In his note to me Willaim said, “The roads in Lviv are mostly made of cobbles, and the Pug eats them up. Half a bar tire pressure. There is also some road repairs being done, and the Pug rolls right over the sand. The winter snow will not be a problem.” (By the way, half a bar of tire pressure is equal to about 7.5 psi)

The Cobblestones In Lviv, Ukraine

The Cobblestones In Lviv, Ukraine

Look at those cobblestones! These beautiful cobblestone roads survived both Soviet and Nazi occupation during WWII and they remind of roads in the Paris-Roubaix race (my second favorite bike race in France).

Another Happy Fat Bike Owner!

Another Happy Fat Bike Owner!

In William’s second note to me he said, “Well, the smile from the first ride was the sheer fun of riding a bike that is unlike any bike I’ve ridden before. Having ridden bikes with 30+ pounds of pressure, the Pug feels like riding on a cloud. Over here, it’s even more pleasant since the big tires just eat up the cobbles in the city center. I can ride the Pug faster than my normal commute bike, a Swobo Dixon with Marathon Plus tires, on the cobbled streets. I like it better than my full-suspension MTB on the cobbles. However, ‘nimble’ is not the word to describe its handling. But I really enjoy the different handling. It reminds me of my FJ40: not the fastest or most agile means of transport, but it will roll over anything. I can’t wait to get some snow on the ground to try it out.”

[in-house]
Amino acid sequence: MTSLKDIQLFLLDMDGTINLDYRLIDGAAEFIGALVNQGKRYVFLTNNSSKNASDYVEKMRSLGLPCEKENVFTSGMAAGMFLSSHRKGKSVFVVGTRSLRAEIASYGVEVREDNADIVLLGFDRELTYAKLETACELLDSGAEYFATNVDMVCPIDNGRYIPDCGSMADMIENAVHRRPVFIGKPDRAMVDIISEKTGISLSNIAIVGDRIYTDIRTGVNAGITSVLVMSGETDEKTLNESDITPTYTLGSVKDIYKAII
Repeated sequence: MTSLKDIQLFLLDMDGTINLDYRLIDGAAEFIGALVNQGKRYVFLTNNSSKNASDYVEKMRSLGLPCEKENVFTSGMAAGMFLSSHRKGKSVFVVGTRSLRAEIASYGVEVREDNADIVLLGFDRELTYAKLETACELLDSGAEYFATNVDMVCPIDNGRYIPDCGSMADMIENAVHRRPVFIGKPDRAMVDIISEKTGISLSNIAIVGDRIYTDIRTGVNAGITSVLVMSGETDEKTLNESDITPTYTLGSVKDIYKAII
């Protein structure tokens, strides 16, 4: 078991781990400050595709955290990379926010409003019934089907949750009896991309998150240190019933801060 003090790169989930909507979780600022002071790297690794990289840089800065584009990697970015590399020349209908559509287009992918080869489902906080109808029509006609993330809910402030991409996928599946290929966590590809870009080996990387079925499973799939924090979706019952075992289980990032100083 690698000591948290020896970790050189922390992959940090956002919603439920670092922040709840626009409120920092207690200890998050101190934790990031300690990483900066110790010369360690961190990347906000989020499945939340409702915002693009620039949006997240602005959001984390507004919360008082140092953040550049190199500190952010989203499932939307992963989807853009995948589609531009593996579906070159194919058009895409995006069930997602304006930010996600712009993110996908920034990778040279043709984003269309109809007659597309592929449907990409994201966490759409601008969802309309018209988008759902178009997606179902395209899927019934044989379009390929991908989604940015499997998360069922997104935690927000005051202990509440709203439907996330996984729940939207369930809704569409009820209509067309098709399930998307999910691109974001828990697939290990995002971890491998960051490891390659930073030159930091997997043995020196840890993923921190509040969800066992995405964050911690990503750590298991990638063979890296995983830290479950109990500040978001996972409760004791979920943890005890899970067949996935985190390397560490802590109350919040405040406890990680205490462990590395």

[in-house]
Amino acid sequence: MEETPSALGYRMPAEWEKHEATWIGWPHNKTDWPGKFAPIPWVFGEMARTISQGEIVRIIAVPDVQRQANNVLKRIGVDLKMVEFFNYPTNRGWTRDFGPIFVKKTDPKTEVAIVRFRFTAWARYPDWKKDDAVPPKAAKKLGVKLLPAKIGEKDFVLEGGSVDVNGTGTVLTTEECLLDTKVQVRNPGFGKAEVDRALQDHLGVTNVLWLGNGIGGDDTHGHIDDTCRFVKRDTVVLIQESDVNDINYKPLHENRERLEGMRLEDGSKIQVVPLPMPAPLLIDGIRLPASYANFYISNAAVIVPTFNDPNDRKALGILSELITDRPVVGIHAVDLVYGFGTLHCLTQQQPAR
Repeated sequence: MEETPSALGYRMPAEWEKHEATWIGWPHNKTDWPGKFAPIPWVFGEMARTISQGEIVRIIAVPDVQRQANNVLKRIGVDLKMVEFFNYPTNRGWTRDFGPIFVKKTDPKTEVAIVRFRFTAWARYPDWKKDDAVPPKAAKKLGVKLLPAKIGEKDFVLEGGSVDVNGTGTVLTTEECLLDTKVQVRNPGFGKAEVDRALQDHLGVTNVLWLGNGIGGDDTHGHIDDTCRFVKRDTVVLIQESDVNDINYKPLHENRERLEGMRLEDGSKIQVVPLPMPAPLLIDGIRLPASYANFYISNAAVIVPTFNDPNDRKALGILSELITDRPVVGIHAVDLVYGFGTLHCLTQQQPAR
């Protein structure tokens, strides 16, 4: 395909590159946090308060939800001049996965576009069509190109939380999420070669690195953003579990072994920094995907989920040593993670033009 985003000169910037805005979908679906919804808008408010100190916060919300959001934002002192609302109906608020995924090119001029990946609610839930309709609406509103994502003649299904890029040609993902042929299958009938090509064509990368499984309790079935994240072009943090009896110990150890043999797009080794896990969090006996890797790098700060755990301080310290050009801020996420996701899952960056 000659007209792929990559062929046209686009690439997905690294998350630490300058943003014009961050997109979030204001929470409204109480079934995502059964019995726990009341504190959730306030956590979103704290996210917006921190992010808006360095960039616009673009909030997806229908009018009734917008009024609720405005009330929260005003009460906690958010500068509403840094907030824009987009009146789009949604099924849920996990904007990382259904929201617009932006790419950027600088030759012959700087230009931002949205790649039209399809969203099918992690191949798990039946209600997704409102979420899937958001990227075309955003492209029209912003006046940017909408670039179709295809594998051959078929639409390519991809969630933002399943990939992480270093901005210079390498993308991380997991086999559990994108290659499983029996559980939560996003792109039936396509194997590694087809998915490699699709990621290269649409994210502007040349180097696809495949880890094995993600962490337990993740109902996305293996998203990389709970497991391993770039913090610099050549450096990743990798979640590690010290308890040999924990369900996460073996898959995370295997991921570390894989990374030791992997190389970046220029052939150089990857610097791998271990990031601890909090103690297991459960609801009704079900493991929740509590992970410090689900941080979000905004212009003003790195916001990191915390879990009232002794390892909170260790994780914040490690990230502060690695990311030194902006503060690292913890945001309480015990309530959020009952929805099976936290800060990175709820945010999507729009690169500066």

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45NRTH Hüsker Dü Fat Bike Tires

I live near North Point Marina on Lake Michigan and have often heard yacht owners say that a boat is a “hole in the water into which you pour money.” Sometimes I feel that way about my Fat Bike, a Surly Necromancer Pugs. In the first two years I’ve owned that bike I’ve spent more money on tires than most people pay for a new road bike. I’ve gone through four sets of very expensive tires—the old tires didn’t wear out, I just kept looking for a better sets. Fortunately, 45NRTH came out with what I believe to be the finest tire ever made for a Fat Bike—the Hüsker Dü. This is the tire that ought to come standard on every Fat Bike!

45NRTH Hüsker Dü Fat Bike Tires

45NRTH Hüsker Dü Fat Bike Tires